Most patients presenting with uncomplicated, nontraumatic, primary headache do not require imaging. When history, physical, or neurologic examination elicits "red flags" or critical features of the headache, then further investigation with imaging may be warranted to exclude a secondary cause. Imaging procedures may be diagnostically useful for patients with headaches that are: associated with trauma; new, worse, or abrupt onset; thunderclap; radiating to the neck; due to trigeminal autonomic cephalgia; persistent and positional; and temporal in older individuals. Pregnant patients, immunocompromised individuals, cancer patients, and patients with papilledema or systemic illnesses, including hypercoagulable disorders may benefit from imaging. Unlike most headaches, those associated with cough, exertion, or sexual activity usually require neuroimaging with MRI of the brain with and without contrast to exclude potentially underlying pathology before a primary headache syndrome is diagnosed. The ACR Appropriateness Criteria are evidence-based guidelines for specific clinical conditions that are reviewed every 2 years by a multidisciplinary expert panel. The guideline development and review include an extensive analysis of current medical literature from peer-reviewed journals and the application of a well-established consensus methodology (modified Delphi) to rate the appropriateness of imaging and treatment procedures by the panel. In those instances in which evidence is lacking or not definitive, expert opinion may be used to recommend imaging or treatment.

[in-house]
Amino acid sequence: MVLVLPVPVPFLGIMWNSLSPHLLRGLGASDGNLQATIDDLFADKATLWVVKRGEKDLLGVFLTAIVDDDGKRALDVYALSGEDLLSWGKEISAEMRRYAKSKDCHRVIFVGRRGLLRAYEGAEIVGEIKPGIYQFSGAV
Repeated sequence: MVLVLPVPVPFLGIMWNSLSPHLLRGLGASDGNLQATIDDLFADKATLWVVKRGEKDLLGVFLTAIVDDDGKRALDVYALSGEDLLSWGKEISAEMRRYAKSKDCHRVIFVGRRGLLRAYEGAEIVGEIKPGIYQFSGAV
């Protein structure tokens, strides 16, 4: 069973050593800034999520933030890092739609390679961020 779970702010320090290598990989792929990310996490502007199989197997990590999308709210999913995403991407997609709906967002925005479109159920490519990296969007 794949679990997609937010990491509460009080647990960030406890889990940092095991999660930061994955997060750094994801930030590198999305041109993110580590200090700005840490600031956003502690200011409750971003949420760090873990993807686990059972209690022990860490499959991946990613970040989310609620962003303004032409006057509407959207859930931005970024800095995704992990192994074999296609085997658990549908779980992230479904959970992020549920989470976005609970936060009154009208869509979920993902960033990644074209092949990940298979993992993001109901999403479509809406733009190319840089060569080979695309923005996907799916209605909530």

- Appropriateness criteria